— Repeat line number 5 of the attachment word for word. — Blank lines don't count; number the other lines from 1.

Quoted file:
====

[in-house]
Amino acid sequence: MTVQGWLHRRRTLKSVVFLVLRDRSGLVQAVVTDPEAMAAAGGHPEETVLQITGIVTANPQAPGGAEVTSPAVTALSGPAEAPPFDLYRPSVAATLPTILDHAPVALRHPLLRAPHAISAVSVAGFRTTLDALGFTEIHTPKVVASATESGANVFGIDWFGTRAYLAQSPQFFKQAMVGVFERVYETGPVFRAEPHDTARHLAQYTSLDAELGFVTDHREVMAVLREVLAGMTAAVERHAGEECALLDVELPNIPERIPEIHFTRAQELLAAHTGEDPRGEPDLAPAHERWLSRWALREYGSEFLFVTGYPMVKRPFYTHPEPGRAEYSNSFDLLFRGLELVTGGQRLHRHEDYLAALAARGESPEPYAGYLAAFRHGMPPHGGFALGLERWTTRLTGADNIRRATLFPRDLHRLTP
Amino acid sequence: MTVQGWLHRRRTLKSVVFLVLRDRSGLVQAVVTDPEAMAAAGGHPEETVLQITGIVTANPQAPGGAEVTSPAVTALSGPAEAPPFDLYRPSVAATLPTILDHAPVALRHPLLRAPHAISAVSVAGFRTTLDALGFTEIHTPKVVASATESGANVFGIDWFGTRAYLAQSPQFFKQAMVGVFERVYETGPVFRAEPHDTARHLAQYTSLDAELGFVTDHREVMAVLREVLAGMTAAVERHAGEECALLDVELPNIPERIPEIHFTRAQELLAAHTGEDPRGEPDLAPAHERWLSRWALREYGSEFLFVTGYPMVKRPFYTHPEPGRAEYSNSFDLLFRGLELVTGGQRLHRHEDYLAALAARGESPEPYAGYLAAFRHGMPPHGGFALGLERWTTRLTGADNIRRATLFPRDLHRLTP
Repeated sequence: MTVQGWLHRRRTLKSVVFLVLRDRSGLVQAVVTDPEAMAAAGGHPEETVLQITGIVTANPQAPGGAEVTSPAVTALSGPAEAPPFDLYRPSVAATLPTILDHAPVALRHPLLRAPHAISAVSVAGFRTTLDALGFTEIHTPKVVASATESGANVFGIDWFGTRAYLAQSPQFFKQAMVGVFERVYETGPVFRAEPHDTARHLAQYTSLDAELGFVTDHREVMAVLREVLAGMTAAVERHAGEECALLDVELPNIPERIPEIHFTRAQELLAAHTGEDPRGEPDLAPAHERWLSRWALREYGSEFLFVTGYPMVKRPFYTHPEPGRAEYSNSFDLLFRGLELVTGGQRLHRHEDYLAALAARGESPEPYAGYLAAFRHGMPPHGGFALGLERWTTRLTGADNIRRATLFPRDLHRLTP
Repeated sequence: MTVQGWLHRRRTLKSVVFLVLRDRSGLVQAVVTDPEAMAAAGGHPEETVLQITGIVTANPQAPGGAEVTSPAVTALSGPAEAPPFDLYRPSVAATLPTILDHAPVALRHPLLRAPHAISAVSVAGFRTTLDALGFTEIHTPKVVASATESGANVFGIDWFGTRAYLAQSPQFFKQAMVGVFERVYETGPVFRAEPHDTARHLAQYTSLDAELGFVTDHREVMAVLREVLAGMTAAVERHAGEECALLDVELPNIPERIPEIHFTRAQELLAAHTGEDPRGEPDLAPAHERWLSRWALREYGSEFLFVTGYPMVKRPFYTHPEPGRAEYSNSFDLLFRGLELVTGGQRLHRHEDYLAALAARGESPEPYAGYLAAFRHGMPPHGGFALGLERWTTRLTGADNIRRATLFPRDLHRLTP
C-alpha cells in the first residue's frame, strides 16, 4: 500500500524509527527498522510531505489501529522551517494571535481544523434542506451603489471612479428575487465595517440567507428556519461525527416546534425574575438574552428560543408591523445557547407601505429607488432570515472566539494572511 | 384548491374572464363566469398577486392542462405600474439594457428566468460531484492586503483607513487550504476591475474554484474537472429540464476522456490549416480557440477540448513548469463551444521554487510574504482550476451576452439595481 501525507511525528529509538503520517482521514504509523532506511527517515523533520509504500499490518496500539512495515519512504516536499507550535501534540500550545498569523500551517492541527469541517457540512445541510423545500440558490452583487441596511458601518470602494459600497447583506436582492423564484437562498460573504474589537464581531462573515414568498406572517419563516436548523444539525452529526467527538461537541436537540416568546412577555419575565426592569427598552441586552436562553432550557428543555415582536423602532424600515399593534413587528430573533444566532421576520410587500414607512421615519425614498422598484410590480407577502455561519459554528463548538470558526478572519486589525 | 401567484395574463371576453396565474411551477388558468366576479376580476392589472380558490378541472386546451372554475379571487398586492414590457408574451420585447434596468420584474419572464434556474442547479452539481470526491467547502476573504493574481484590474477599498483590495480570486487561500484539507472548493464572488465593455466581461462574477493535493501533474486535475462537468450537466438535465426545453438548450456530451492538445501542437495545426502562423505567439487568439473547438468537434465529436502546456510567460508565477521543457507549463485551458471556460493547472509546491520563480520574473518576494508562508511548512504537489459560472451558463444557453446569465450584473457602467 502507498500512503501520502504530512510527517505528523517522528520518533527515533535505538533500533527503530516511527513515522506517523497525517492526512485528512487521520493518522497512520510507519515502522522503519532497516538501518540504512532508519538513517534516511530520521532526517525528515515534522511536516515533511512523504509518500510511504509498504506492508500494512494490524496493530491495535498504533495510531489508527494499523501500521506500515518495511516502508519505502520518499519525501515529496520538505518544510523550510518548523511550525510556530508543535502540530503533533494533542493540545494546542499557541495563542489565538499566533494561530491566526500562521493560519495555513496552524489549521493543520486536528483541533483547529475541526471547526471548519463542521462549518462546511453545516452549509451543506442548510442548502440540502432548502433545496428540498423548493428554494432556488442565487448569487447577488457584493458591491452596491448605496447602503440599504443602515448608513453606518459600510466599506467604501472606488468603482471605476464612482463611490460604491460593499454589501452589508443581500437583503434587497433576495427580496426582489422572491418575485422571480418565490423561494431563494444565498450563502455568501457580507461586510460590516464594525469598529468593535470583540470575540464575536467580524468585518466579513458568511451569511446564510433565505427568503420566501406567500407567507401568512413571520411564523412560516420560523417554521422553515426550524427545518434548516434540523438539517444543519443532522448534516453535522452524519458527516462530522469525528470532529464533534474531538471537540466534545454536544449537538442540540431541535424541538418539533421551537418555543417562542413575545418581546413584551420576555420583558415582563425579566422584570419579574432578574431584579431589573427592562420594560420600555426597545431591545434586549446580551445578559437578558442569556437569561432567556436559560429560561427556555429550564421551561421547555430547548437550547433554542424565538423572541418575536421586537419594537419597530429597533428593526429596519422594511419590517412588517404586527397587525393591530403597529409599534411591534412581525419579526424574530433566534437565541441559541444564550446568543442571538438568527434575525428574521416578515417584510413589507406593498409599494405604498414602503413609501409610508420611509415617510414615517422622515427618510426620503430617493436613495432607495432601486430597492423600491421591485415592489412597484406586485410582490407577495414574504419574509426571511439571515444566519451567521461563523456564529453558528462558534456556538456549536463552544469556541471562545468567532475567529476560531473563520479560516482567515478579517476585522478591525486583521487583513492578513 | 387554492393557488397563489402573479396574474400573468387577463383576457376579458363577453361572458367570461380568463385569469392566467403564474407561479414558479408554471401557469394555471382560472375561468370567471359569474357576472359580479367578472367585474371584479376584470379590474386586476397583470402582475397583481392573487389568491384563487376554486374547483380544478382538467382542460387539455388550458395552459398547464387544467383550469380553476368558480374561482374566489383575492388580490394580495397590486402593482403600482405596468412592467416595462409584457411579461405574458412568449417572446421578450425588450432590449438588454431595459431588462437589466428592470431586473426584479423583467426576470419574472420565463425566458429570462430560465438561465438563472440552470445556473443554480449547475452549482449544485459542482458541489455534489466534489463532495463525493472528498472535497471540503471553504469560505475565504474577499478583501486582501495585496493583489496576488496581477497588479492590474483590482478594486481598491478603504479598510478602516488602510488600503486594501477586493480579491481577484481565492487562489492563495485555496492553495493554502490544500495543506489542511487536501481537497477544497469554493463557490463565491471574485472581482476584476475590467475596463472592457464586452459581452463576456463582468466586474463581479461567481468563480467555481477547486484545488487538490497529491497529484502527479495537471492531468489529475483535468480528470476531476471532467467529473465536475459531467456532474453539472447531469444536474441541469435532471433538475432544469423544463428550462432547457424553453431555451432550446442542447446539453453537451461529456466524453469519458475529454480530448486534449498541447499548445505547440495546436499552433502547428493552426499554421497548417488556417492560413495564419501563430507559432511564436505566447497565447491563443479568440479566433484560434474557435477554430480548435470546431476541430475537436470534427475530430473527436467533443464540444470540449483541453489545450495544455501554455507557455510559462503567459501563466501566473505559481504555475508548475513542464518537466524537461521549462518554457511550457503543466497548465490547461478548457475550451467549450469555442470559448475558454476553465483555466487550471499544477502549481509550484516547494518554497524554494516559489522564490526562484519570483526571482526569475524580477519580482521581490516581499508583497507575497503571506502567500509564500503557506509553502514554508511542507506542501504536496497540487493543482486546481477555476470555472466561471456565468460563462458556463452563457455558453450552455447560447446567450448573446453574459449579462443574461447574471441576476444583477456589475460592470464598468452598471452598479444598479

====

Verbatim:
Repeated sequence: MTVQGWLHRRRTLKSVVFLVLRDRSGLVQAVVTDPEAMAAAGGHPEETVLQITGIVTANPQAPGGAEVTSPAVTALSGPAEAPPFDLYRPSVAATLPTILDHAPVALRHPLLRAPHAISAVSVAGFRTTLDALGFTEIHTPKVVASATESGANVFGIDWFGTRAYLAQSPQFFKQAMVGVFERVYETGPVFRAEPHDTARHLAQYTSLDAELGFVTDHREVMAVLREVLAGMTAAVERHAGEECALLDVELPNIPERIPEIHFTRAQELLAAHTGEDPRGEPDLAPAHERWLSRWALREYGSEFLFVTGYPMVKRPFYTHPEPGRAEYSNSFDLLFRGLELVTGGQRLHRHEDYLAALAARGESPEPYAGYLAAFRHGMPPHGGFALGLERWTTRLTGADNIRRATLFPRDLHRLTP